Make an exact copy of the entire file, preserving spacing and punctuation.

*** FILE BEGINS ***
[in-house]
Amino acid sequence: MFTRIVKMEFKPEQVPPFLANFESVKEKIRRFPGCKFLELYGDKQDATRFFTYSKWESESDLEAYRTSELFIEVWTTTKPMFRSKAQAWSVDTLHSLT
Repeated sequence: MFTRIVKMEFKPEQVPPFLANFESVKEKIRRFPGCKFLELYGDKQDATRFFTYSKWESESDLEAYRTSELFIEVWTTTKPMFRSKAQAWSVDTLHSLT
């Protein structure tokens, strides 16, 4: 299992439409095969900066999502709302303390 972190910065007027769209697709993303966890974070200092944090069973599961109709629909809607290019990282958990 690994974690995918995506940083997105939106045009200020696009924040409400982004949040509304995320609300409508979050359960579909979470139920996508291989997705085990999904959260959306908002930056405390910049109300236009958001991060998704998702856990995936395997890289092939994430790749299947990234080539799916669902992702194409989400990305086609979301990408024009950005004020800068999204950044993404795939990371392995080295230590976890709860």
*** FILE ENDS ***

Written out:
[in-house]
Amino acid sequence: MFTRIVKMEFKPEQVPPFLANFESVKEKIRRFPGCKFLELYGDKQDATRFFTYSKWESESDLEAYRTSELFIEVWTTTKPMFRSKAQAWSVDTLHSLT
Repeated sequence: MFTRIVKMEFKPEQVPPFLANFESVKEKIRRFPGCKFLELYGDKQDATRFFTYSKWESESDLEAYRTSELFIEVWTTTKPMFRSKAQAWSVDTLHSLT
């Protein structure tokens, strides 16, 4: 299992439409095969900066999502709302303390 972190910065007027769209697709993303966890974070200092944090069973599961109709629909809607290019990282958990 690994974690995918995506940083997105939106045009200020696009924040409400982004949040509304995320609300409508979050359960579909979470139920996508291989997705085990999904959260959306908002930056405390910049109300236009958001991060998704998702856990995936395997890289092939994430790749299947990234080539799916669902992702194409989400990305086609979301990408024009950005004020800068999204950044993404795939990371392995080295230590976890709860």